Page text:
She is inspired by the places she visits, but “I don’t paint by sight. It’s all by memory,” she explains. “I work from my interior imagination…. I start with patches of colour, and then I take it from there.

“It’s a process, figuring out what’s happening.”

When Read has painted a recognizable scene, it’s been largely by accident.

She recently completed a large 30 x 60 canvas, before realizing it looked familiar.  “I was totally unconscious,” she says. “When I finished it, I said – it’s a real place!” It was in fact Quliakitsoqu in the Arctic, looking towards Uummannaq, Greenland, a location she visited while on a trip to the high Arctic in 2018.

Read has found inspiration wherever she has lived or travelled – in Port Hope, while in residency at Pouch Cove in Newfoundland, and on the Dingle Peninsula in Ireland, and especially her voyage to the Arctic.

There, the experience resulted in a change in her colour palette – shifting towards azure blues and icy aquas, with just a touch of reds and purples, hinting at the wildflowers of the arctic tundra or lights hidden in the ice. 

“It’s just the most amazing landscape. It feels like the atmosphere is clearer, higher, more domed,” she says. All of her Arctic works have a sense of space and light that combine to create a transcendental experience for the viewer.

The canvases are large, giving Read the “elbow room” to get physical as she builds the planes, blocks and layers of colour.

“The physicality of a large painting really suits what I am doing,” she says. “What I’m interested in is the water and the atmosphere above the water,” and especially the meeting of air, land and sea.

“It is in our western thinking that things are discreet. The littoral area is where things are interpenetrating, where things interact,” she explains. “I’m not fond of hard distinctions. Everything is interconnected.”

Read describes her recent works as among her most abstract, suggesting that some of her earlier paintings are more obviously landscapes, more “figural.”

Light Opens over Water, a series of drawings in oil and graphite on Duralar, a translucent film, are abstract and luminous but recognizable as landscapes; her Newfoundland collection, Ocean as Vessel, explores not only the relationship between land and sea but also the impact of the loss of the cod fishery, placing the paintings in a cultural context.

There is never any overt symbolism; there is instead an interpretation of imagery and use of colour to express Read’s internal vision.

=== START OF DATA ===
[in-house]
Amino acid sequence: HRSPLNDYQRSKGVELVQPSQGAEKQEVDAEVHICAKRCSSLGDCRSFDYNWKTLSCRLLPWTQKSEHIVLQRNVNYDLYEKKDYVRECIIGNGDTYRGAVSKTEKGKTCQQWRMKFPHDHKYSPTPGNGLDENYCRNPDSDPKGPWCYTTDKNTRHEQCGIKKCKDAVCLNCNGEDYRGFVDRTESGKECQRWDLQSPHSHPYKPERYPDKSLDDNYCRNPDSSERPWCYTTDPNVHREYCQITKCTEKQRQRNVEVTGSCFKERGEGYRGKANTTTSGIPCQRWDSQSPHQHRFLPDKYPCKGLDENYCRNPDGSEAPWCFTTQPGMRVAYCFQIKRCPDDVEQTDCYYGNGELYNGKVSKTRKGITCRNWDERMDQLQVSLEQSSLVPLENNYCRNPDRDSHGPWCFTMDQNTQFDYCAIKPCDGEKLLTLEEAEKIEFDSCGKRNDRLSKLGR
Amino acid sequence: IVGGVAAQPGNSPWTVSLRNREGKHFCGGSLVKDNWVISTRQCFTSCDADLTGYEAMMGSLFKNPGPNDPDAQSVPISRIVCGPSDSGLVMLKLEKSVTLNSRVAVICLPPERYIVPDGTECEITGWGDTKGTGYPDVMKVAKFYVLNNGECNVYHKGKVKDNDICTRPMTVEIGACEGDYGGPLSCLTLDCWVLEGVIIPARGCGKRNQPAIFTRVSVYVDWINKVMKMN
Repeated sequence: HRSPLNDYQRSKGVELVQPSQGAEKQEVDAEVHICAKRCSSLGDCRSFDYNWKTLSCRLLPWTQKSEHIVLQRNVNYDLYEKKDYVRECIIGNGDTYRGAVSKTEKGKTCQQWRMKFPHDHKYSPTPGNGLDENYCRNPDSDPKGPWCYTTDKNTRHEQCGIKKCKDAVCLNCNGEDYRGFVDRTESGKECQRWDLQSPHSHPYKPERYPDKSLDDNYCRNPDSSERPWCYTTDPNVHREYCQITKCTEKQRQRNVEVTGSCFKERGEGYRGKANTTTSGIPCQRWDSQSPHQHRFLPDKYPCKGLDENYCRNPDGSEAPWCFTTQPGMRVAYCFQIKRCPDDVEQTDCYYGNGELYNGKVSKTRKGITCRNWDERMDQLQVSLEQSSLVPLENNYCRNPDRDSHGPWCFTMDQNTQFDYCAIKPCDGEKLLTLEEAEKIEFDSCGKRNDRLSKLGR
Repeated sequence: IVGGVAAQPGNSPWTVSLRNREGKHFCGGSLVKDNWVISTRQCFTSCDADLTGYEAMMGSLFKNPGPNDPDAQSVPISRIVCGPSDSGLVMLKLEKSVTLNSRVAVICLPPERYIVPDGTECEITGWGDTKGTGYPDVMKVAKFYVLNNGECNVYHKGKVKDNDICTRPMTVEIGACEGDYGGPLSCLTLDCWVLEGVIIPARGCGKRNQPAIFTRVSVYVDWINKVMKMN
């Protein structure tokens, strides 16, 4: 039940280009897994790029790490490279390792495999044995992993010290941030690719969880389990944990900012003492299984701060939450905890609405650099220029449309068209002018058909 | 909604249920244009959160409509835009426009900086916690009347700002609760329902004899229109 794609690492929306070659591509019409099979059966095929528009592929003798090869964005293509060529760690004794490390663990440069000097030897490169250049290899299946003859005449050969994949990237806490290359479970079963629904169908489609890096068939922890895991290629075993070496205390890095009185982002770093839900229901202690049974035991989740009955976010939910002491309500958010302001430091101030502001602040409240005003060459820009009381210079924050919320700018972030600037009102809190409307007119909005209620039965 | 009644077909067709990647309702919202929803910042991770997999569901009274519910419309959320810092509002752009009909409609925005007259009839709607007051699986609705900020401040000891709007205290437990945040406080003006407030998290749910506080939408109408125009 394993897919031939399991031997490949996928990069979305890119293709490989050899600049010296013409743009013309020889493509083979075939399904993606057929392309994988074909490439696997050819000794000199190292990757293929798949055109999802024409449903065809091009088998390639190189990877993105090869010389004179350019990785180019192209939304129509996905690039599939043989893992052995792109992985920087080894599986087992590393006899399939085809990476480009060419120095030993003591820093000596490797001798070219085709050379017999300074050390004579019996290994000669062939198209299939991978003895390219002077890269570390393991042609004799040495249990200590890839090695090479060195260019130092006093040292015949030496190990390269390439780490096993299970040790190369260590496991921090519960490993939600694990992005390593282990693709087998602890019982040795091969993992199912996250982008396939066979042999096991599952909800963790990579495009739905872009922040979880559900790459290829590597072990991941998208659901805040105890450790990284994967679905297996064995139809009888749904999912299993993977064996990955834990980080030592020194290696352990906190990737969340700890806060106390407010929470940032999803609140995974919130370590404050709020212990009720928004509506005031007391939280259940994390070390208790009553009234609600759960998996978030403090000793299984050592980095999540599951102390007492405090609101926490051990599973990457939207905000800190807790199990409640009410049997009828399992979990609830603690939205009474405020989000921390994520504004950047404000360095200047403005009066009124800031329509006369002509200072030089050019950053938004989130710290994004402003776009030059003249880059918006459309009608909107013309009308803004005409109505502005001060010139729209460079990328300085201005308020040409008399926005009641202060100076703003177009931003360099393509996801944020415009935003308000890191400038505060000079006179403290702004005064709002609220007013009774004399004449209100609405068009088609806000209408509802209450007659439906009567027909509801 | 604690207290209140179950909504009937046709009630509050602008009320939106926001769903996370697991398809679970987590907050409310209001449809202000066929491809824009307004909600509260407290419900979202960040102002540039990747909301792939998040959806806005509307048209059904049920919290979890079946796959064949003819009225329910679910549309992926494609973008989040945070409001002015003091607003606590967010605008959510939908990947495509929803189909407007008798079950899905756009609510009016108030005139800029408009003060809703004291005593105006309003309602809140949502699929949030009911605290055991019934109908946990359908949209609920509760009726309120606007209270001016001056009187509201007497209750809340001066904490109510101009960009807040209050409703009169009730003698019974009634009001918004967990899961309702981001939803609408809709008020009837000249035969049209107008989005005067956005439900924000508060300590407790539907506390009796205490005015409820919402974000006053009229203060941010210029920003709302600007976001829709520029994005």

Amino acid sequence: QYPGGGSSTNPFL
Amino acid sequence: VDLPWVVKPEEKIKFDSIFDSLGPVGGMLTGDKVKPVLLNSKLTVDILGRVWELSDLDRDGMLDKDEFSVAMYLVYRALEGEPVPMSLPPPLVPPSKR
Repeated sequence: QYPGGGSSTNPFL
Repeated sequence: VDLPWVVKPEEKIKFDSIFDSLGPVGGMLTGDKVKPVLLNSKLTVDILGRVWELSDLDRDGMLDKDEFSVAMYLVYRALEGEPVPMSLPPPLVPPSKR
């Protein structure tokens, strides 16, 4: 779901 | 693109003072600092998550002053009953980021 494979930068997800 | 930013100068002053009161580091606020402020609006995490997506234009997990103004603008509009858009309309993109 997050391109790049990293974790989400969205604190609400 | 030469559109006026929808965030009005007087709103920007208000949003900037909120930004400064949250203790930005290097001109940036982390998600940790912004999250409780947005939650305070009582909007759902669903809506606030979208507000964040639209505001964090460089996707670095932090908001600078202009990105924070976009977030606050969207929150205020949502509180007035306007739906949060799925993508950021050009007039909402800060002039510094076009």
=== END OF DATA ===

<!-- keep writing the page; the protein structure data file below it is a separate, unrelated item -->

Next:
Curator Christian Bernhard Singer has called her works “landscapes of consciousness,” engaging and challenging the viewer to appreciate the beauty in what can be an immersive experience, suspended between sea, sky and atmosphere.

“It’s that moment,” Read says. “As human beings, light is a metaphor for all human states… We don’t look at one thing. We look at everything in relation to everything.”

Read hopes to be able to return to the Arctic in the fall of 2022. If she does, she won’t be cataloguing the impact of climate change. Instead, she will focus on experiencing a changing world, absorbing not only the viewpoints of the scientists who accompany the voyage, but also the interpretations of the Indigenous people for whom the landscape is home.

“I react as an artist,” she says. “I’m not interested in depicting what I see. I’m interested in what I feel” – and in sharing that emotional vision, through her vibrant works.

If the trip doesn’t take place, she isn’t worried: she has enough memories and imagery stored up to keep painting.

“How does the imagination keep turning that over, and mining that lode? Somehow it does!” she says. Her residency in Newfoundland, for example, “was one of those seminal experiences,” Read says. “It was several years of being propelled by that experience.”

Read’s works have been shown at the Robert McLaughlin Gallery in Oshawa, Varley Gallery, Art Gallery of Northumberland, and Orillia Museum of Art and History, where she has been part of the Carmichael Landscape Exhibition. She has also participated in the annual Innisfil Studio Tour, and currently shows at the Rebecca Gallery in Toronto, and the Propeller Artist Centre collective on Queen Street West.

Her Arctic paintings – which include titles like Vernacular of Light; and the wind speaks; and Tundra Light – were part of a solo show, ‘High Arctic Light’ at the Heliconian Club in Toronto, an organization that supports women in the arts and literature.  The solo exhibit will be returning to the Heliconian for in-person viewing in May 2022.

Her works can also be viewed online; click here.